Heartgard is a drug used by veterinarians to prevent dogs and cats from heartworm disease. Its active ingredient is ivermectin, a compound that kills heartworms at the larval stage. Your veterinarian should be able to prescribe Heartgard for your furry friend if needed. Heartgard has specific dosage requirements that need to be followed. Most of the time, Heartgard is given on a monthly basis.  

Clinical Signs of Heartgard Overdose 

If Heartgard instructions are not followed, it can result in an overdose. Common symptoms include: 

  • Tremors  
  • Seizures  
  • Disorientation  
  • Dilated Pupils 
  • Difficulty walking  
  • Drooling 
  • Coma 
  • Difficulty breathing 

Some dog breeds such as Collies, Border collies, Old English sheepdogs are extra-sensitive to ivermectin in Heartgard, so a regular dose may adversely affect them. These breeds have a multidrug resistant gene mutation which makes them sensitive to this class of drugs. The breeds that are more sensitive to ivermectin than other breeds include:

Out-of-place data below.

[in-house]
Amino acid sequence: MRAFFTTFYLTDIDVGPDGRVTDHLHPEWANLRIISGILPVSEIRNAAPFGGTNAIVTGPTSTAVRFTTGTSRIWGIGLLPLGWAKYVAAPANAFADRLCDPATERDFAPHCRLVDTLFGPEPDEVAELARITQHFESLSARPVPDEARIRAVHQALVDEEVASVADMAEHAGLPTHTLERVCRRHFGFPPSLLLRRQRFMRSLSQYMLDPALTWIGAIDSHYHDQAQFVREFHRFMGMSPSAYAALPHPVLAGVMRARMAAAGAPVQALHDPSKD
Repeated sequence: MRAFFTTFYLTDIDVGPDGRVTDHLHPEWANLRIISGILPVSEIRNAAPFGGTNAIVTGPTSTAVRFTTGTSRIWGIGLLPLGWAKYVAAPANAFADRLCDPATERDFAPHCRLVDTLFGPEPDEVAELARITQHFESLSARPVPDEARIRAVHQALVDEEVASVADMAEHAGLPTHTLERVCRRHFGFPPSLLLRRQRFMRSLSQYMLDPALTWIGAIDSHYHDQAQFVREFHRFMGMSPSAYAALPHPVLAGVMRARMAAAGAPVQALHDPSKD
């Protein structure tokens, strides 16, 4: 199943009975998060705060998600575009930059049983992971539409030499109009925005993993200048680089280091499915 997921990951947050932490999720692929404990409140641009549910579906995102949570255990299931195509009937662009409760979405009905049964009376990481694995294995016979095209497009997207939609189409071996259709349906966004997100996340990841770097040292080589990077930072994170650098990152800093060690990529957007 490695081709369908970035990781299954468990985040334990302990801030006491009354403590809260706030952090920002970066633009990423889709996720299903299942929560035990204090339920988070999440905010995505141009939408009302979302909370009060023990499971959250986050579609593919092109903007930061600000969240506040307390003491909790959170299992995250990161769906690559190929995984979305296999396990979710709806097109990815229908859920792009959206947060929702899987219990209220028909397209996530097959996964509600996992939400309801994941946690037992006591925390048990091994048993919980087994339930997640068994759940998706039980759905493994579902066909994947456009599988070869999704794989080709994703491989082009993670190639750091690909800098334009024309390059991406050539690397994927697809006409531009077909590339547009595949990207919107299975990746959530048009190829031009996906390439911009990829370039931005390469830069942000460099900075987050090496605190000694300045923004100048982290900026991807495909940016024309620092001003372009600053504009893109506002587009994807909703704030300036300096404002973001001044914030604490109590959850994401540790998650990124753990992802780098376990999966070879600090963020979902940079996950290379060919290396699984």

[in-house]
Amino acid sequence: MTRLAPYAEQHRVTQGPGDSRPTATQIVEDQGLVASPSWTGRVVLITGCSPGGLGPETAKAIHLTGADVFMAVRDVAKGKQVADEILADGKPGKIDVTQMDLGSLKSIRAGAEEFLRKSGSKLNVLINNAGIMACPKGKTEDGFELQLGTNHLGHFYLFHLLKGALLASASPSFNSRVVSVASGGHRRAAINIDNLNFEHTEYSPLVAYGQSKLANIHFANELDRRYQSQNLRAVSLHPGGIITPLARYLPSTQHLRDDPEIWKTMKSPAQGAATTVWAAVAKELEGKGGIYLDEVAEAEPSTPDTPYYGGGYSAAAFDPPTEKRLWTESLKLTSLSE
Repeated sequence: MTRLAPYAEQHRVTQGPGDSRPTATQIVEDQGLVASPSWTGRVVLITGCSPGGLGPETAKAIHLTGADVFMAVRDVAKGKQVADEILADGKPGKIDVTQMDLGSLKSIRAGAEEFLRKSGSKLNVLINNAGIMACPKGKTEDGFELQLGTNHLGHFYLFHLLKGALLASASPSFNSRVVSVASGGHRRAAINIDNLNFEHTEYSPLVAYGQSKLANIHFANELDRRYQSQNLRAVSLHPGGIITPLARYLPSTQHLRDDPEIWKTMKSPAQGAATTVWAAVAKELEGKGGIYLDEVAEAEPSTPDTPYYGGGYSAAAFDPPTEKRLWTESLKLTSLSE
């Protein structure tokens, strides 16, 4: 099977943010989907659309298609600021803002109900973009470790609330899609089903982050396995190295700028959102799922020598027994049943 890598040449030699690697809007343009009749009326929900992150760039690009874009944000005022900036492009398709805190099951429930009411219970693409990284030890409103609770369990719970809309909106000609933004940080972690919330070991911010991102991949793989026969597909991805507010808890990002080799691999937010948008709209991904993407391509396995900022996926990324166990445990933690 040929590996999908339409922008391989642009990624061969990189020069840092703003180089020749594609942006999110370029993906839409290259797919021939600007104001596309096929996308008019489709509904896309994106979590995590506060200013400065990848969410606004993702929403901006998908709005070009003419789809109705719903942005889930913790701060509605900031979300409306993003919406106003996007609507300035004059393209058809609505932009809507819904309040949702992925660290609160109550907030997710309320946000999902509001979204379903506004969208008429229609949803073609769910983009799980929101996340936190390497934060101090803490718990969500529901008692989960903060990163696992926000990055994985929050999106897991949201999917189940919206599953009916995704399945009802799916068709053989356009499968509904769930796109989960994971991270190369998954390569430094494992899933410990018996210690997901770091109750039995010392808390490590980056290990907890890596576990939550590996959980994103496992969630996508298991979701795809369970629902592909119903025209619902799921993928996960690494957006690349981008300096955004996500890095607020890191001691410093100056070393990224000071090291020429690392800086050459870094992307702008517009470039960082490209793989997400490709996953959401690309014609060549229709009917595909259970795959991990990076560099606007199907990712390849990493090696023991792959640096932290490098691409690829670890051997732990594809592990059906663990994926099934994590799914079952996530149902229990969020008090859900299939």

• Australian Shepherd 
  • Border Collie 
  • Collie 
  • German Shepherd 
  • Miniature American Shepherd 
  • Old English Sheepdog 
  • Shetland Sheepdog 
  • Skye Terrier 

Treatment Options for Heartgard Overdose 

The amount of ivermectin in standard dog heartworm prevention is not likely to cause an emergency in non-sensitive dog breeds if they consumed 1-2 tablets above their normal dosage. However, ingesting a large number of tablets or medication intended for a larger animal may be a concern for your dog.  

If your dog is a sensitive breed or ingests tablets designed for a large animal, contact your veterinarian and Pet Poison Helpline® at (855) 764-7661 immediately. If your dog does not get medical attention, the symptoms can be fatal. You should make your pet as comfortable as possible and get immediate aid from your veterinarian. It is possible for your vet to induce vomiting or deliver activated charcoal if exposure happened recently. Make sure you are on the lookout for any secondary issues that may arise. Dogs suffering from Ivermectin poisoning need to be treated aggressively and quickly to increase their chances of survival.